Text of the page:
Jury duty is one of our civic responsibilities as individuals, but it can be arduous—it takes time away from work and even in some cases, time away from family, too. This can raise legal and policy questions for employers. Must an employer pay an employee who is not working because he or she is required to serve on a jury? Does the answer change dependent upon how long the trial lasts? Must the employer pay the full salary?
The answer to this question is somewhat more complex than it seems at first glance, primarily because the answer varies at the state and local level. At the federal level, there is no legal requirement that nonexempt employees are paid while they serve on a jury. That said, if an employee is exempt from overtime pay (which includes a requirement to be paid on a salaried basis), that individual’s salary must be paid for any week that the employee works at least a partial week. Employers need to keep this in mind and to be careful to implement jury duty pay policies fairly without risking exemptions.
However, as we mentioned, beyond the exemption consideration, the requirements vary significantly at the state and even local level. For example, some states do mandate that employers pay employees while they’re serving on a jury, possibly even mandating that full wages be paid for several days (though this is rare). Other states require payment to employees from employers but allow the employer to reduce the pay by any amount the employee is receiving as compensation for the jury duty itself. Still others have no required pay amount but do require employers to allow the employee to take an unpaid leave of absence without repercussions—which brings us to the next point: what else should an employer consider?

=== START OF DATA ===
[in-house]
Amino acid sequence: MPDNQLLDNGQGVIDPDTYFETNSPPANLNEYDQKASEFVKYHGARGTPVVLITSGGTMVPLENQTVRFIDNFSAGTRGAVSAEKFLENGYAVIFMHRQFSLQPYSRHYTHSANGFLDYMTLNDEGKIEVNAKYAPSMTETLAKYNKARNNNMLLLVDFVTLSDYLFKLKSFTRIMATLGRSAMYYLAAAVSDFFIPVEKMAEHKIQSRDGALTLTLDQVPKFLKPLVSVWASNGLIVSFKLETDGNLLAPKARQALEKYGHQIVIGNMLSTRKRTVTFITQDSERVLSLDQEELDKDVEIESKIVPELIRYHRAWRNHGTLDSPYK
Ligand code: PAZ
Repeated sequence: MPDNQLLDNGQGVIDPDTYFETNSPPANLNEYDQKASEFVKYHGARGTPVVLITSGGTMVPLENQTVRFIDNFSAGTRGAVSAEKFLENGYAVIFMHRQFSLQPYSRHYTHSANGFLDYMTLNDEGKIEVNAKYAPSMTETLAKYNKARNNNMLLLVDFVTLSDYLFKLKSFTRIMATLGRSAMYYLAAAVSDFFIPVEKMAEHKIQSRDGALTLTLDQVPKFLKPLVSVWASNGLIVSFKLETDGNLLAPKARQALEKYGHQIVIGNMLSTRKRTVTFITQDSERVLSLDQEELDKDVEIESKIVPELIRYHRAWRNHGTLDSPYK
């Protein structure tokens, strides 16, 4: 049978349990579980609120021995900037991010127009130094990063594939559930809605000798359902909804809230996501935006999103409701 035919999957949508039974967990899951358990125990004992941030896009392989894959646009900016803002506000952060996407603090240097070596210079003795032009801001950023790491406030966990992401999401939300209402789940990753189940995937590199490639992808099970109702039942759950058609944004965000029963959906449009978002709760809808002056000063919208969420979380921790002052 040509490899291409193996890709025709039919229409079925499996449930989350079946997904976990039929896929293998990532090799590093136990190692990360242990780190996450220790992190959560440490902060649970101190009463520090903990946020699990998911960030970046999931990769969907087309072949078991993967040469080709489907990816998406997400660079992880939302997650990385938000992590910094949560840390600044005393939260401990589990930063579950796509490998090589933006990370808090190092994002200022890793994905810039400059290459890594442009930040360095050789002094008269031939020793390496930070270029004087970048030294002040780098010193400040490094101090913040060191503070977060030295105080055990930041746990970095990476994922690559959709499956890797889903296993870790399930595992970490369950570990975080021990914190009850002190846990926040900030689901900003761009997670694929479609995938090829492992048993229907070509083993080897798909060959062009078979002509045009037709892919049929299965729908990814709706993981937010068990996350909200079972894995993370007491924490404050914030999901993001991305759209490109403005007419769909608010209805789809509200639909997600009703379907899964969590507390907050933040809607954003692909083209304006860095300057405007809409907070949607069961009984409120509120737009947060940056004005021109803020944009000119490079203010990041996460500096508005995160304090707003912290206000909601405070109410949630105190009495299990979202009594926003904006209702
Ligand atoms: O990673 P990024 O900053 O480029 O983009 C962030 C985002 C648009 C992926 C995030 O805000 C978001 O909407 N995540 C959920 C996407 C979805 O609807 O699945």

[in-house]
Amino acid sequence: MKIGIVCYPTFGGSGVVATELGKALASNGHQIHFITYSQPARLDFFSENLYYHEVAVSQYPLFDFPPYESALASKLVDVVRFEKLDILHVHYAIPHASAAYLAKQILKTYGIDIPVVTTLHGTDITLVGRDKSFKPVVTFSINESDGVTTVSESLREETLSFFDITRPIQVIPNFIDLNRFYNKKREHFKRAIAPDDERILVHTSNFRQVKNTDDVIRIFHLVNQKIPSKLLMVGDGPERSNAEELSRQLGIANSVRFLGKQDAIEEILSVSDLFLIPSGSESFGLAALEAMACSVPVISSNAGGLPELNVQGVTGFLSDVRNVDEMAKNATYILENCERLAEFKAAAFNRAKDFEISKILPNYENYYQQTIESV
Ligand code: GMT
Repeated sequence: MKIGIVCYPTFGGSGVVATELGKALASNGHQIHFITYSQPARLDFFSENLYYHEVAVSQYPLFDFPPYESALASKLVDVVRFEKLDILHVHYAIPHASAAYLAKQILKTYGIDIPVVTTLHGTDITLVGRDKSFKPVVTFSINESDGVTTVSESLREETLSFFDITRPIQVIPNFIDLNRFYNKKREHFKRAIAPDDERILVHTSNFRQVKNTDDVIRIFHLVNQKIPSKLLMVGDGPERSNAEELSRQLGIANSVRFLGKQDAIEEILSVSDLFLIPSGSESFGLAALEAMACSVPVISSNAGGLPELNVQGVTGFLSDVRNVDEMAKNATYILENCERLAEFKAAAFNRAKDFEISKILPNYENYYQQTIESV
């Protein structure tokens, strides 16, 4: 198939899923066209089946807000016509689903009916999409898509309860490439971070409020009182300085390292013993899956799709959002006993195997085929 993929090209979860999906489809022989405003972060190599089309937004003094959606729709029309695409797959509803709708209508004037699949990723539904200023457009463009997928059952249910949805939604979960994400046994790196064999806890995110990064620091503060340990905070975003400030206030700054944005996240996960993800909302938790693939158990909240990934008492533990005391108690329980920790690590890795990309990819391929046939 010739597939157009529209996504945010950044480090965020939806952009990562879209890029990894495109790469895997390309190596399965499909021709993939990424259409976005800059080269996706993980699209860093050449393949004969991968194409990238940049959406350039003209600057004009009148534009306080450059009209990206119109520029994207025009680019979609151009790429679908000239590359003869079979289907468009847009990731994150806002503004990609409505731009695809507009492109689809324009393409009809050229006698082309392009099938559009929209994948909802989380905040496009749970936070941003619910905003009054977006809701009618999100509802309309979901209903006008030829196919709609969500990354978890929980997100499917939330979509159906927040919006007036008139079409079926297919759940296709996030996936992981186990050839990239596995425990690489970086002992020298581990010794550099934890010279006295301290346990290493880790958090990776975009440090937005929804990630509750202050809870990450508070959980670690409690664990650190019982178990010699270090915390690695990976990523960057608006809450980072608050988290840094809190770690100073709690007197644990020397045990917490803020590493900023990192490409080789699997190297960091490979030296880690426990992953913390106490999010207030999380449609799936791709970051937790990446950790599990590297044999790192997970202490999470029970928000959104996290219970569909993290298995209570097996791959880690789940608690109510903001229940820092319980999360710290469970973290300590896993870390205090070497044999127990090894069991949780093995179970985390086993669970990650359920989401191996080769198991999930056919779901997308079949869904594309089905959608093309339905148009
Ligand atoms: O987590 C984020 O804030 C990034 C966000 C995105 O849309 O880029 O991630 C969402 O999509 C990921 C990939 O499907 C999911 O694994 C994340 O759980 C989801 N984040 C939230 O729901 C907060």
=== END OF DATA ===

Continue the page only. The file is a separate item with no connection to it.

Employees on Jury Duty: Other Considerations
Generally speaking, an employer must allow an employee to serve on a jury without fear of losing his or her job and without fear of retaliation. Most of the time, this means it is treated like any other leave of absence.
Many states have laws that specifically prohibit employers from retaliating against employees who must serve as a juror or witness, and there are even fines and other punishments for employers who do not comply, including imprisonment!
It also varies as to how much notice an employee must give the employer and how quickly after the end of the service the employee must return to work—it can be as soon as the next hour of work!
Despite everything we’ve just covered, and despite the fact that it might be a hardship for the employer with little direct benefit, most employers do pay employees while they’re on jury duty (at least for a few days), even in the absence of a legal requirement to do so. Many even have a direct policy outlining the length of absence that will be paid for to cover jury duty. (If you do have such a policy, be sure to follow it consistently.)
What has your organization opted to do to handle employee absences for jury duty? Do you offer full pay for a specified number of days? Partial pay? Unpaid leave? What other steps have you taken to cover their absence?
*This article does not constitute legal advice. Always consult legal counsel with specific questions.
About Bridget Miller:
Bridget Miller is a business consultant with a specialized MBA in International Economics and Management, which provides a unique perspective on business challenges. She’s been working in the corporate world for over 15 years, with experience across multiple diverse departments including HR, sales, marketing, IT, commercial development, and training.